On the Grammar and Etymology of “Being” • 65

—not only in the doctrines of philosophy, but in the most everyday routines. Because of this, we want to characterize the Greek conception of Being in its first fundamental traits as we follow the Greek treatment of language.

This approach has been chosen intentionally in order to show, through an example from grammar, that and how the experience, conception and interpretation of language that set the standard for the West grew out of a very definite understanding of Being.

The terms πτῶσις and ἔγκλισις mean a falling, tipping, or inclining. [46|64] This implies a dropping-off from an upright, straight stance. But this standing-there, this taking and maintaining a stand that stands erected high in itself, is what the Greeks understood as Being. Whatever takes such a stand becomes constant in itself and thereby freely and on its own runs up against the necessity of its limit, πέρας. This πέρας is not something that first accrues to a being from outside. Much less is it some deficiency in the sense of a detrimental restriction. Instead, the self-restraining hold that comes from a limit, the having-of-itself wherein the constant holds itself, is the Being of beings; it is what first makes a being be a being as opposed to a nonbeing. For something to take such a stand therefore means for it to attain its limit, to de-limit itself. Thus a basic characteristic of a being is its τέλος, which does not mean goal or purpose, but end. Here “end” does not have any negative sense, as if “end” meant that something can go no further, that it breaks down and gives out. Instead, “end” means completion in the sense of coming to fulfillment <Vollendung>. Limit and end are that whereby beings first begin to be. This is the key to understanding the highest term that Aristotle used for Being: ἐντελέχεια, something’s holding-(or maintaining)-itself-in-its-completion-(or limit). What was done with the term “entelechy” by later philosophy (cf. Leibniz), not to mention biology, demonstrates the full extent of the decline from what is Greek.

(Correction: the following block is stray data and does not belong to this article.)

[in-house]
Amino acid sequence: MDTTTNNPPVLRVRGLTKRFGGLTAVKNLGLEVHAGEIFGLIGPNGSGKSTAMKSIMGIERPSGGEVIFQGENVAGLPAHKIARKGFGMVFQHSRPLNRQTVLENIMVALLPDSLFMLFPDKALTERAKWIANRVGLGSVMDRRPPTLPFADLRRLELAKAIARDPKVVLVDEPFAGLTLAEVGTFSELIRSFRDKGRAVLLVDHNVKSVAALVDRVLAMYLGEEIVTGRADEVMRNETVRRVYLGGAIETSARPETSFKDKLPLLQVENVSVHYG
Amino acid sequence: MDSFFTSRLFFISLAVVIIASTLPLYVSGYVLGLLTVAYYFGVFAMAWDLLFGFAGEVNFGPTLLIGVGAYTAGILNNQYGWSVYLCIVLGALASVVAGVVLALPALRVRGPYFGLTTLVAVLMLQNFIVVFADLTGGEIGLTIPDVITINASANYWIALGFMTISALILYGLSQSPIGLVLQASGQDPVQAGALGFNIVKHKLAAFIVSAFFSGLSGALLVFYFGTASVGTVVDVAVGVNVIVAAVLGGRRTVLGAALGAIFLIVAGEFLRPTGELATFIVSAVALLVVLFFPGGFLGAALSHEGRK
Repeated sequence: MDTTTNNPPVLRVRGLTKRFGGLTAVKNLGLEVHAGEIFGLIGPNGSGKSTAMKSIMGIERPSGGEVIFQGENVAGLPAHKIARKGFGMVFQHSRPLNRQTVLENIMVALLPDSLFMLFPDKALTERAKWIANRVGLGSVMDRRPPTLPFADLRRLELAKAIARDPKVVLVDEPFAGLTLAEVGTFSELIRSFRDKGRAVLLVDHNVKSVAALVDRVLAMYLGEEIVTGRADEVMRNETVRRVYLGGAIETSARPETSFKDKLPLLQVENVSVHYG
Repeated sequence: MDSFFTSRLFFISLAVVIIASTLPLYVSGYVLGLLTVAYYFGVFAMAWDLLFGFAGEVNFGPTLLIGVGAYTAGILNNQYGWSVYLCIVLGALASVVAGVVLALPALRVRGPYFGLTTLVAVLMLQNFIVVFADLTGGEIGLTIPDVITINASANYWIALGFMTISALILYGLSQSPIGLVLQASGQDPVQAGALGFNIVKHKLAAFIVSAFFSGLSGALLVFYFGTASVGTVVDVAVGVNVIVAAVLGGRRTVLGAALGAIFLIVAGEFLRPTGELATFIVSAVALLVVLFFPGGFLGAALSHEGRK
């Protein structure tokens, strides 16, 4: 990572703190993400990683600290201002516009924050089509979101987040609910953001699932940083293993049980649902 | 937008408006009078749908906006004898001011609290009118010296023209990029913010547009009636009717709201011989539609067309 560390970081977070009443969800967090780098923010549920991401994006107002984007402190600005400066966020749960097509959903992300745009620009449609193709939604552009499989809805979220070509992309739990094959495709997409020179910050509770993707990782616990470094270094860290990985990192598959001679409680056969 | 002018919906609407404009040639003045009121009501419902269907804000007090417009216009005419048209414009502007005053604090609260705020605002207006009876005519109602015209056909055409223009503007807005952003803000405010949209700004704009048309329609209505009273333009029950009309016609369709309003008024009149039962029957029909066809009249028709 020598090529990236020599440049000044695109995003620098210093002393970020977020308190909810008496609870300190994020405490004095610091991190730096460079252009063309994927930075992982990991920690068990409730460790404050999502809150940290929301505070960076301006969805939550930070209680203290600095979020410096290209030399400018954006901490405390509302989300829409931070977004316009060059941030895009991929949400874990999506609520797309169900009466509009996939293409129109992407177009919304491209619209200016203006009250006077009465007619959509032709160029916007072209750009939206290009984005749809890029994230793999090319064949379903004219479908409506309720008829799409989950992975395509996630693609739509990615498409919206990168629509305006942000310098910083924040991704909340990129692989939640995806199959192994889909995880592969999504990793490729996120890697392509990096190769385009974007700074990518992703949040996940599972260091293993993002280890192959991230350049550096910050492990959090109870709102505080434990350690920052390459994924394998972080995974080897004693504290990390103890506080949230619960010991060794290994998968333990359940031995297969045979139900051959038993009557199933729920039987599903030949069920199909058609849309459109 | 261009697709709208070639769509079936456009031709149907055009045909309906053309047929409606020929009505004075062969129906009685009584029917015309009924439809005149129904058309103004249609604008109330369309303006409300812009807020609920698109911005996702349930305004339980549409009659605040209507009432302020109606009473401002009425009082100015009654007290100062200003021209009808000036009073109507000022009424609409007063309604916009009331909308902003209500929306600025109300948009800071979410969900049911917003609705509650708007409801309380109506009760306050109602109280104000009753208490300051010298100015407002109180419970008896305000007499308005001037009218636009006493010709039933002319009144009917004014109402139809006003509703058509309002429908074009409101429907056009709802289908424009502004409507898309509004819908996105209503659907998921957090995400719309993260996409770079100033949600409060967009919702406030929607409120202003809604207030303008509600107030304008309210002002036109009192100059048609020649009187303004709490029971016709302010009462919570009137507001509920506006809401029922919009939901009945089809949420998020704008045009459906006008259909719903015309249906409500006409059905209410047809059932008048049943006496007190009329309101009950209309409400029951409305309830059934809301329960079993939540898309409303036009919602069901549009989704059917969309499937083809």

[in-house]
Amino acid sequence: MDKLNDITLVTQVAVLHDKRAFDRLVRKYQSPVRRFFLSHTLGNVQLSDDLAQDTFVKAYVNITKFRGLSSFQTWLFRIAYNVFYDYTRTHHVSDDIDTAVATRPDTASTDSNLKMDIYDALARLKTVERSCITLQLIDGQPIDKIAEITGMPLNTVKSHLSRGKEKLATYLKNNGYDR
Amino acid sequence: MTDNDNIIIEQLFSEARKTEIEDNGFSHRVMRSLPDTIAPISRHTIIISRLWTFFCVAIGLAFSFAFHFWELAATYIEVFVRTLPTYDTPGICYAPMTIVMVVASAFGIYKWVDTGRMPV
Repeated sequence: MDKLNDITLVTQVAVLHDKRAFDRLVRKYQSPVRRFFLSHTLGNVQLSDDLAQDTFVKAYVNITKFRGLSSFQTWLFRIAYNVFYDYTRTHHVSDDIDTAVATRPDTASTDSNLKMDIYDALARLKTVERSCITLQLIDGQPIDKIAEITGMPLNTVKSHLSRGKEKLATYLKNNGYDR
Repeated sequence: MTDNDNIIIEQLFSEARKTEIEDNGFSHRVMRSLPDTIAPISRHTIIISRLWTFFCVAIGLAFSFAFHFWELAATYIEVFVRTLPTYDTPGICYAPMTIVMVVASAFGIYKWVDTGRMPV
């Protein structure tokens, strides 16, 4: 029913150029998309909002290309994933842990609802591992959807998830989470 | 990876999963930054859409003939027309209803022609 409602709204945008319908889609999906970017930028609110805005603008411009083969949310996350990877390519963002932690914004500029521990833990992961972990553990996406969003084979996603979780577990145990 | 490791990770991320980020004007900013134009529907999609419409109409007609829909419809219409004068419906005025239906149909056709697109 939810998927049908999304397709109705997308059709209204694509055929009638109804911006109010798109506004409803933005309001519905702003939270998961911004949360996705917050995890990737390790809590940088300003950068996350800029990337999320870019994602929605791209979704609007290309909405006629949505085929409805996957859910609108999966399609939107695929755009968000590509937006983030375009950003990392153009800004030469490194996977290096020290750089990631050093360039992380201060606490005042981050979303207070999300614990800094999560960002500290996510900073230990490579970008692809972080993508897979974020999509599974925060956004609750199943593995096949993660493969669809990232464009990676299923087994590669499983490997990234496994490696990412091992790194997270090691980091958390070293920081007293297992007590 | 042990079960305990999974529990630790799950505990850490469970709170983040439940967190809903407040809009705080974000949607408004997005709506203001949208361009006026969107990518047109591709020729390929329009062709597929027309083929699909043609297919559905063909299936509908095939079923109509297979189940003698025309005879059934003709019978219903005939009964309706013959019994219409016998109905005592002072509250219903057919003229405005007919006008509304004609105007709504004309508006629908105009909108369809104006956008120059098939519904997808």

Introduction to Metaphysics, 2nd ed. (GA 40) by Martin Heidegger

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